2.4. Improvement of Existing Experimental Model of Hemorrhoids and Evaluation of Pilex (First Set)

Male Wistar rats (200–250 g) were randomly divided into 5 groups (G-1–G-5) of 8 each (). G-1 and G-2 animals received water (10 mL/kg) and served as normal and positive controls, respectively; G-3 animals received PG (400 mg/kg, PO); G-4 animals received PO (200 mg/animal, intrarectal (ir)); G-5 animals received combination of PG (400 mg/kg, PO) along with PO (200 mg/animal, ir). All the groups received the assigned treatments once daily for 5 days after the induction of hemorrhoids.

Hemorrhoids were induced to all the groups, except normal control group, by applying croton oil preparation (deionized water, pyridine, diethyl ether, and 6% croton oil in diethyl ether in the ratio of 1 : 4 : 5 : 10). Followed by an overnight fasting, sterile cotton swabs (4 mm diameter) soaked in 100 μL of croton oil preparation were inserted into the anus (rectoanal portion, 20 mm from anal opening) of all the study animals and kept for 10 seconds. A linear development of edema was observed up to 7 to 8 hours after the croton oil application. Quantitative evaluation of croton oil-induced plasma exudation in the rectoanal tissue of rats was determined by estimating the quantity of Evans Blue (EB) dye. EB dye (30 mg/kg) was injected through the tail veins of the animals, 30 min before the application of croton oil preparation to induce hemorrhoids. Twenty-four hours after the induction, animals of the respective groups were treated for 5 days. On the fifth day, 1 hour after the relevant treatment, blood samples were collected from retroorbital sinus for estimating the levels of TNF-α and IL-6. All animals were euthanized by exsanguination under deep isoflurane anesthesia; their rectoanal tissues (20 mm in length) were isolated and weighed and the EB dye present in the tissue was extracted using 1 mL of formamide. The absorbance of the sample was recorded using Synergy HT (multimode microplate reader, BioTek) at 620 nm and quantified using standard curve of EB dye [1316].

2.5. Evaluation of Pilex against Croton Oil-Induced Histological Changes in Rats (Second Set)

Male Wistar rats (200–250 g) were randomized based on their body weights and were divided into 7 groups (G-1–G-7), with each group consisting of 8 animals (). G-1 and G-2 animals received water (10 mL/kg) and served as normal and positive controls, respectively; G-3 animals received PO (200 mg/animal, ir); G-4 and G-5 animals received PG (200 and 400 mg/kg b.wt., PO, resp.); animals in G-6 and G-7 received a combination of PG (200 and 400 mg/kg b.wt., PO, resp.) and PO (200 mg/animal, ir).

Hemorrhoids were induced to all the groups, except normal control group, by applying croton oil preparation. Twenty-four hours after induction, all the animals were subjected to respective treatment as assigned to the groups (G-1–G-7) once daily for 5 days. On the fifth day, 1 hour after the treatment, all the animals were euthanized by exsanguination under deep isoflurane anesthesia and rectoanal tissues (20 mm in length) were isolated. They were evaluated for the severity score, weighed, and fixed in 10% neutral buffered formalin solution for histological examination. The RAC was calculated using the formula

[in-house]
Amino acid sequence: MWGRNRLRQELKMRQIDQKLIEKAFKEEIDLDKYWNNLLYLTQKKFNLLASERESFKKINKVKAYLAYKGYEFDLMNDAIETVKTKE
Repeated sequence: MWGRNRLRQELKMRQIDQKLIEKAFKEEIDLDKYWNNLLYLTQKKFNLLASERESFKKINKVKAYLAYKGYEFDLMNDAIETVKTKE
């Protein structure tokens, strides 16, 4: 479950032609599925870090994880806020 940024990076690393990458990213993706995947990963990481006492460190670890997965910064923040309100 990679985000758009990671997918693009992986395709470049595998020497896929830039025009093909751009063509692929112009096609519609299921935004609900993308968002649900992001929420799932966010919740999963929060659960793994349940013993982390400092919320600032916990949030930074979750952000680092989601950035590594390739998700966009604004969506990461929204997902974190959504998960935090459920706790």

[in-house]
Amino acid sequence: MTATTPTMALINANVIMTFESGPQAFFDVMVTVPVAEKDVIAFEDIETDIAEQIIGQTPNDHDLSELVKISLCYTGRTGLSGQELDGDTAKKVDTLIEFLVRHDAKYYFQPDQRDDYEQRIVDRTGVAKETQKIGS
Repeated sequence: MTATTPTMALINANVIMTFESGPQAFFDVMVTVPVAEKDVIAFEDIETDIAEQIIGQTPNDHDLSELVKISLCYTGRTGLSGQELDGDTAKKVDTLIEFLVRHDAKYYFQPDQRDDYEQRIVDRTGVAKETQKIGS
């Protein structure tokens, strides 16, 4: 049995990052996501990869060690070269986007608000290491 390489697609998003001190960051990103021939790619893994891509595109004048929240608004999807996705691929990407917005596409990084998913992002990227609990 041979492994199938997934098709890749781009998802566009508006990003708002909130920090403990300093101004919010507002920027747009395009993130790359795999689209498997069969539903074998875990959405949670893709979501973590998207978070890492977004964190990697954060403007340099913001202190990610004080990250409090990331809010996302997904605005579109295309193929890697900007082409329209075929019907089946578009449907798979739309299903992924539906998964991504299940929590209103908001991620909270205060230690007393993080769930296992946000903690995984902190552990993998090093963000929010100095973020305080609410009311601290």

Histological observation of the rectoanal tissue was made to note the appearance of inflammatory cells, congestion, hemorrhage, vasodilatation, and medium to high degrees of necrosis [11, 12].

2.6. Statistical Analysis

The results of the study were expressed as mean ± SEM and analyzed by one-way ANOVA with Dunnett’s posttest using GraphPad Prism version 4.01 for Windows, GraphPad Software, San Diego, California, USA, and value less than 0.05 was considered statistically significant.

3. Results

In the first set of experiment, the application of croton oil to rectoanal portion of rats induced significant increase in the RAC () and serum level of proinflammatory cytokines such as IL-6 () and TNF-α (); it also showed a significant increase in the extravasation of EB dye () in rectoanal portion compared to normal control animals. However, the treatment with PG (400 mg/kg; ), PO (200 mg/rat; ), and combination of PG (400 mg/kg) with PO (200 mg/animal) () has maintained the RAC and IL-6 levels near to normal control group (Figures 1 and 2). Moreover, the effect of PO (200 mg/animal; ), PG (400 mg/kg; ), and combination of PG (400 mg/kg) and PO (200 mg/animal; ) was highly significant against elevated levels of TNF-α when compared to positive control group (Figure 3). In line with all these, the PG (400 mg/kg, PO), PO (200 mg/animal, ir), and combination of PG (400 mg/kg, PO) with PO (200 mg/animal, ir) have offered a significant protection against increased extravasation of EB dye due to croton oil application (Figure 4).

In the second set of experiment, application of croton oil to rectoanal portion of rats induced significant alterations in RAC, severity score, and histopathological findings. The RAC of normal control and positive control groups was found to be 0.77 ± 0.006 and 1.46 ± 0.14 (), respectively. The positive control group showed 1.89fold higher RAC value when compared to normal control. Interestingly, treatment with PG (400 mg/kg, PO; ), PO (200 mg/animal, ir; ), and a combination of PG (400 mg/kg, PO) with PO (200 mg/animal, ir; () alleviated the conditions. The reversal was found to be dose-dependent in case of PG and PG with PO in combination (Figure 5).